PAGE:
Sunday, 13 April 2014

Sunday Summary

This week, I have mostly been...

Reminiscing | on Four Weddings...



Four Weddings and a Funeral was released... TWENTY YEARS AGO.

That is right.

Two whole decades have slipped by in the time we've taken to recover from those 15 weeks spent at the mercy of Love is All Around.


SCARY.

At the time the film was out I was a lank-haired, spotty, bespectacled 15-year-old, albeit one enjoying the heady freedom that came after sitting GCSEs.

Look upon my 15-year-old self and be bemused, friends:


I saw the film at least three times at the cinema and it truly was the most hilarious thing my friends and I had seen, at that time.

Hugh Grant was still a cute, posh, bumbling romantic back then (pre-*cough* Divine Brown *cough*) and we crushed on him for a while in the aftermath. (Or was that just me? Don't worry, I recovered. At least until About a Boy and Bridget Jones: the Edge of Reason and then I had to wean myself off him again...)

It was hilarious that Fiona only ever wore black.


It was hilarious that Scarlett rocked this look as a bridesmaid:

{Screengrab from DVD}

It was also very cute hearing her explain 'bonking' to a young bridesmaid.

It was hilarious that Rowan Atkinson's trainee priest Gerald couldn't pronounce 'St John'. Sijjun... Sijjun... 

{In the name of the Father, the Son, and the Holy Spigot...}

And even now I can't go to a wedding and keep a straight face whenever the 1 Corinthians 13 reading is given:
If I speak with the tongues of men and of angels, but have not love, I am become as sounding brass, or a clanging cymbal.
Good point. I also anticipate the reading to be followed directly by a folk duet murdering Can't Smile Without You...


Anyway. I digress. In honour of this dubious anniversary I decided to revisit 4WAAF. These days I tend to emit a wry knowing smile at the moments above, rather than a 15-year-old's guffaw of naive laughter.

But over the last twenty years, and maybe in the last two of those years in fact the film has taken on new resonance.

It's flawed -- of course it is. For one thing it plays up to the myth of British film identity that we Brits are all very well off and very posh (and all Caucasian for that matter...) and we all live in grand houses and can afford to marry in cathedrals and invite the mayor along.

For another thing, the more I watch the more it seems Carrie's dialogue was not written for an American actress -- some phrases cloy a little. Or maybe that's just the fault of A MacD's static delivery. (Miaow.)

But, that aside...

It is a truth universally acknowledged that Gareth's funeral is The Very, Very Sad Part. But only now can I appreciate that it is handled with great empathy not just towards Gareth, but towards Matthew, even if the vicar at the funeral refers to him only as 'Gareth's closest friend' -- even in 'progressive' 1994 acknowledging Matthew directly as Gareth's partner or lover seems to have been a step too far...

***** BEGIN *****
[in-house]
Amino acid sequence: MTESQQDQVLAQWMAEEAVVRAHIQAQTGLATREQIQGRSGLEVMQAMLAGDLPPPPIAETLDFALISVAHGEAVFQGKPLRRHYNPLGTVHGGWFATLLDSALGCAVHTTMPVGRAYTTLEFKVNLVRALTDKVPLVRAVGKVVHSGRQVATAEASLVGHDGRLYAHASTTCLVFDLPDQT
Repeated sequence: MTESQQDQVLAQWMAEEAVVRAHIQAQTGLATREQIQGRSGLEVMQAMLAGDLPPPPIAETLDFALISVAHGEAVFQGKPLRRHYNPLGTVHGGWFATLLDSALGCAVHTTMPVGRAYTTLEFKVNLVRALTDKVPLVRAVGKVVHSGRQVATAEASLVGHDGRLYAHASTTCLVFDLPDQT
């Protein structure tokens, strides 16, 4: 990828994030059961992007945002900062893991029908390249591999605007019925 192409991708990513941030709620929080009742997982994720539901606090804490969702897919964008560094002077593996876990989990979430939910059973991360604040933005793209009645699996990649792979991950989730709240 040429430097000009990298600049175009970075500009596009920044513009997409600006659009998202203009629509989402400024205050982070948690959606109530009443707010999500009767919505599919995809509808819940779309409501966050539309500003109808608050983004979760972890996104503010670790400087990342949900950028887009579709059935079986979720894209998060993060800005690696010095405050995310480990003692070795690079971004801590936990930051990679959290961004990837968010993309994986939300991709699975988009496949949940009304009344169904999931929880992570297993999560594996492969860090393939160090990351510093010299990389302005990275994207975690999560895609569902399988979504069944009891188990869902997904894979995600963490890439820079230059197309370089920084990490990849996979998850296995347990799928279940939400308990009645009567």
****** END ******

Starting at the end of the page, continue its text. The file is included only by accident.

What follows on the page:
{The adorable John Hannah., making grown men and women everywhere cry...}

It also occurred to me watching the film yesterday that while I labour under the potential misconception that most wedding films portray a bride (and often groom) in the flushes of 'youth' in their 20s, as if this is the prime time in which to conjugate, Charles, Carrie, Fiona, Matthew, Tom, and certainly Gareth, are all in, or past their 30s. 

Actually, their ages are never referenced, but I'm going on the ages of the actors at the time: John Hannah was 32, Hugh Grant and Kristin Scott Thomas were 34, Andie MacDowell was 36, James Fleet as the ever-hopeful dolt Tom was 40 (all according to IMDb anyway!).

And while the focus of the film is Charles' reluctance to commit to marriage until he meets Carrie, neither he, nor Carrie, nor Fiona or Tom for that matter, are shown to be excessively pressured into marriage because they're a certain age. It's irrelevant. What's shown to matter is that this group of friends are looking for that one true love.

And that for me, now, twenty years on, is refreshing.

I will never, however, favour Carrie for Charles over Fiona. C'mon. She's insipid. She's ruthless. She's a tease. I'm Team Fifi all the way. This fleeting moment of vulnerability after Fiona admits her love for Charles? Just... g'argh. So many feels, as the young folk say.


(Never let it be said that I can't overanalyse a rom-com...)

Reading | two books on the go again...

I'm keeping this brief this time (for your sake, Alun!):

My commute read:



My (slightly less cerebral) bath-and-bedtime read:



Watching | George and Jason's villa and cabin on t'telly!

Yes -- at last, my friends Georgina and Jason's most excellent Chulilla villa (which only slightly rhymes, sorry, Evie!) was featured on BBC2's Escape to the Continent last week, presented by Anita Rani (who favoured G & J's property over the others -- rightfully!). And the house and grounds look terrific. If my previous photos and George's previous short feature weren't enough to tempt you (and why the heck not?), do watch the programme on BBC iPlayer here.

{Been there! Screengrab via here}
{Swum in there! Screengrab via here}
{Slept in there! Screengrab via here}


The prospecting couple also favoured the property over the others they were shown ... yet it didn't meet their exacting requirements. Hmm.

Keep up the good fight, guys, the right buyer will come along.


And now... for Stuff Found on the World Wide Web

Tracey Emin to design a Collector's Edition 'Books Are My Bag' bag

Gillian Anderson reads Katharine Hepburn's letter to Spencer Tracy (have the tissues ready)

Behold: a whole book full of photos of cute sloths


I want a go on this waterfall swing!



And finally...

Hedgehogs with funny faces

{Nuff said.}

Have good weeks, friends!

1 comment:

  1. Yes! Charles should absolutely have ended up with Fiona. Annoys me every time!

    ReplyDelete